Quotations list about talmud, judaism and pentateuch captions for Instagram citing Francis Bacon, Arthur Hertzberg and Luke Ford rabbis sayings.
What are the best talmud quotes?
We've gathered this hand-picked list of quotes to show you what is talmud!
Whether a inspirational quote from your favorite celebrity Francis Bacon, Arthur Hertzberg or an motivational message about giving it your best from a successful business person, we can all benefit from a famous talmud quote.
I had rather believe all the Fables in the Legend, and the Talmud, and the Alcoran, than that this universal frame is without a Mind. — Francis Bacon
I argue that the Talmud is about the constant struggle to understand. — Arthur Hertzberg
I have decided to follow in my sinful ways, and have largely abandoned the increasingly religious life I was leading over the previous months, including several hours of Talmudic study a day. — Luke Ford
In my tradition, one must wait until one has learned a lot of Bible and Talmud and the Prophets to handle mysticism. This isn't instant coffee. There is no instant mysticism. — Elie Wiesel
I wanted to write a commentary on the Bible, to write about the Talmud, about celebration, about the great eternal subjects: love and happiness. — Elie Wiesel
Every interpretation is but an introduction to another interpretation, and that is how Talmud pages are printed. — Zygmunt Bauman
I read the text; and then I come to the Shirat ha-Yam, to the Song of the Sea [Exodus 15], to the poetry. Who could have written such a poem except someone who went through it? It is so full of life, so full of truth, of passion, of concern. And the thousands and thousands of commentaries in the Talmudic tradition that have been written on it. It had to have happened. But even if not, I would attribute the same beauty to the text as I do now. — Elie Wiesel
In Jewish tradition the Talmud is said to have been given on Sinai. — Elie Wiesel
The Bible is interpreted by the Talmud.
Except, in Rabbinic tradition, a Talmudic law has the weight of the Biblical law. Sometimes we say in a prayer, "Blessed are Thou, O God, who has ordered us and commended us," to do something. But you don't find that "something" in the Bible; you find it in the Talmud. So Talmudic law becomes as important as Biblical law.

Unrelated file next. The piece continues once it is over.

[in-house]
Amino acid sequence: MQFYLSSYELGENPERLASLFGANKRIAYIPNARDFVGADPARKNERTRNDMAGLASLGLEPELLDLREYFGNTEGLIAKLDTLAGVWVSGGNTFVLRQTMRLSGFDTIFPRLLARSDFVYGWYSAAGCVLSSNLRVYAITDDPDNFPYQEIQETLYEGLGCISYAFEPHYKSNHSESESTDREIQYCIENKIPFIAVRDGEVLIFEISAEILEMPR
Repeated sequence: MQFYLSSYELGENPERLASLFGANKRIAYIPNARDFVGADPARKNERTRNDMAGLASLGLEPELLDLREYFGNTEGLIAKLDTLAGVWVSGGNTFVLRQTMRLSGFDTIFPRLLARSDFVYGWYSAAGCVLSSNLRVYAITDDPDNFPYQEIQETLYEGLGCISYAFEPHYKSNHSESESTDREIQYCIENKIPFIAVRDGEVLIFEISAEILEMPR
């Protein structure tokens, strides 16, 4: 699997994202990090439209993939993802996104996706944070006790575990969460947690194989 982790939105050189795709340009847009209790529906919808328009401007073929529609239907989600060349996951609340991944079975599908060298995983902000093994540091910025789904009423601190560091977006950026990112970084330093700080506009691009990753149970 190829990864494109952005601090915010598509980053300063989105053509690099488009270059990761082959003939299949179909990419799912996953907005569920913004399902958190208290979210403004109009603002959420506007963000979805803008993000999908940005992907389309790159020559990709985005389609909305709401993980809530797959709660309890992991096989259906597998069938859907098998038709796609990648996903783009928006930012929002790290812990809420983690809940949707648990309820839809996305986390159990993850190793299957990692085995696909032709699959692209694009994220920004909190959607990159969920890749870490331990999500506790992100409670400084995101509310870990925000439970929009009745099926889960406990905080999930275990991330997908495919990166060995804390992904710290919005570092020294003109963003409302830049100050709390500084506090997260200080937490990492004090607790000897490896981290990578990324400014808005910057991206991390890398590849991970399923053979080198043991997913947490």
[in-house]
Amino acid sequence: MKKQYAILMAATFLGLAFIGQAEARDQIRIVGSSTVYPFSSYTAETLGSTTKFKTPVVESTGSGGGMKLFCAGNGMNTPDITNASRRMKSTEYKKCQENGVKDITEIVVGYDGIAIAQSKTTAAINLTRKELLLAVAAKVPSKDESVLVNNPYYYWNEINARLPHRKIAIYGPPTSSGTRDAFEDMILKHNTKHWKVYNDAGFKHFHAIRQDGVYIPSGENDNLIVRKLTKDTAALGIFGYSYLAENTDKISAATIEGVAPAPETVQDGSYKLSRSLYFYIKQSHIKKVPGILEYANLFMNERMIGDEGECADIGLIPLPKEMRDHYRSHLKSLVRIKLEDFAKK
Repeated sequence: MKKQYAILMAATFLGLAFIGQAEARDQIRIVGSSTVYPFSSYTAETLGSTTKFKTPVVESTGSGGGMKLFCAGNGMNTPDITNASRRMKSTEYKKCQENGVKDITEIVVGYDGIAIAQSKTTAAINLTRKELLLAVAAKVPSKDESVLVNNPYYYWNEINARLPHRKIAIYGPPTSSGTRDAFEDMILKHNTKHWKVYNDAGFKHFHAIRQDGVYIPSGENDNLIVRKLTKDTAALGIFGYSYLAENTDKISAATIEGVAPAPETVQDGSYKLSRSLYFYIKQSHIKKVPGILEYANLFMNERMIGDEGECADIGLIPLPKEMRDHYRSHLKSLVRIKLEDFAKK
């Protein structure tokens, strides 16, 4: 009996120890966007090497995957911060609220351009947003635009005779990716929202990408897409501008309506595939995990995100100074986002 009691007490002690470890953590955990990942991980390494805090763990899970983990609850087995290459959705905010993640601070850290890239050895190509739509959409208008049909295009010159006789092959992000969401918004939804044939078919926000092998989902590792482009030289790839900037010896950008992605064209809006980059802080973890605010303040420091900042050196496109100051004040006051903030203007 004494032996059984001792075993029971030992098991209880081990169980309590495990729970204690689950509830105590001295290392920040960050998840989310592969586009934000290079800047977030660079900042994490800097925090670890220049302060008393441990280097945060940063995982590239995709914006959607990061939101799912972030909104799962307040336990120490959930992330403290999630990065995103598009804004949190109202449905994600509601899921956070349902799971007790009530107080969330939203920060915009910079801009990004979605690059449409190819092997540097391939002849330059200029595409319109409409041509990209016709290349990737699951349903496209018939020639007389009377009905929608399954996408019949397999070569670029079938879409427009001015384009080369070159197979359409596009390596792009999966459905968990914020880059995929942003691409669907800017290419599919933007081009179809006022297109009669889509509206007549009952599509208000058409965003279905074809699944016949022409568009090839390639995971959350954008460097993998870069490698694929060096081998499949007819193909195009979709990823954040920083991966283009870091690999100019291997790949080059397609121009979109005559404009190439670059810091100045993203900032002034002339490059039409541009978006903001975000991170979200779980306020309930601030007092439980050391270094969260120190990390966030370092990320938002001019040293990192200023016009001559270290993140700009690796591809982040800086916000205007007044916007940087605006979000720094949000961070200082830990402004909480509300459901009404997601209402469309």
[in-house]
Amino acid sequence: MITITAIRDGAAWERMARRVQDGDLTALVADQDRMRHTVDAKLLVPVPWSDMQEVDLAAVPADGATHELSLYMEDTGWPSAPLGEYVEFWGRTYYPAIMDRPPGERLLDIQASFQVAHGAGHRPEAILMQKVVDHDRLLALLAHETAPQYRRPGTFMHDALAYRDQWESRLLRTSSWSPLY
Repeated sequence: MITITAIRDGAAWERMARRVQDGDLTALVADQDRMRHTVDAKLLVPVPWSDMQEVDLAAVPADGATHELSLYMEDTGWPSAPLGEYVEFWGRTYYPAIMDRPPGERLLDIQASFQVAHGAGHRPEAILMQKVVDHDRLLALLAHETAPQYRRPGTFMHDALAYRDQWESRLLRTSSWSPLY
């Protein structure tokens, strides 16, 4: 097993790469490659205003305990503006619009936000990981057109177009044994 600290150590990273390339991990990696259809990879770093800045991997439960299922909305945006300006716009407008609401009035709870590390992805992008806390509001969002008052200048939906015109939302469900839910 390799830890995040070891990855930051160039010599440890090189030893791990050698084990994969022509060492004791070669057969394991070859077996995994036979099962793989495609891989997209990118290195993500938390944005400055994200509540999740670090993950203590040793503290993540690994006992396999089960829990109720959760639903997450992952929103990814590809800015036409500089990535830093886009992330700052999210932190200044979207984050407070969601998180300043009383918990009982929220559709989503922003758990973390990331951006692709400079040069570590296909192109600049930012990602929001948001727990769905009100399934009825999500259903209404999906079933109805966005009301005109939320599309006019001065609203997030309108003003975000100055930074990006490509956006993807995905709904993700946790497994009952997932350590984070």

I would not speak of Judaism as a Talmudic or Rabbinic religion. It's a Biblical religion.
The Hebrew Bible defines Judaism. It's certainly true that the Talmudic interpretations become authoritative and normative, but they are interpretations of the Hebrew Bible. So that is always there.
Judaism is in a sense a Rabbinic, Talmudic religion, rather than a Biblical religion.
In my town we studied the five Books of Moses, but rarely the prophets.
We studied the Talmud so much that I sometimes knew the prophets because of the prophetic quotations in the Talmud. We almost never studied the prophets themselves.
In Talmudic literature, certainly in the beginning, he was like a human being - except he was a serpent. But he was talking and walking and probably dreaming.
I have a concordance to the Talmud at home, which I have to use.
Awarded the Nobel Peace Prize in 1986, Elie Wiesel is also the author of more than 40 books. As relevant as anything to today's discussion are the insights into the Biblical texts that are contained in his lectures and books. They include Messengers of God , Five Biblical Portraits  and his just-published Wise Men and Their Tales - Portraits of Biblical, Talmudic and Hasidic Masters.
I expect from our judges that their verdicts are also inspired by Talmudic law - and not only by common law or European justice systems.
Orthodox Jews, or, as they are known in the Talmud, the Really Chosen Ones, are committed to the idea that the entire Torah was dictated by God verbatim to Moses at Mount Sinai... Other forms of Judaism dispute this claim, although it does explain certain passages in the first Torah, such as, I'm sorry, am I boring you? and What do you like better, Moses, Lord Almighty or Big Hoohah?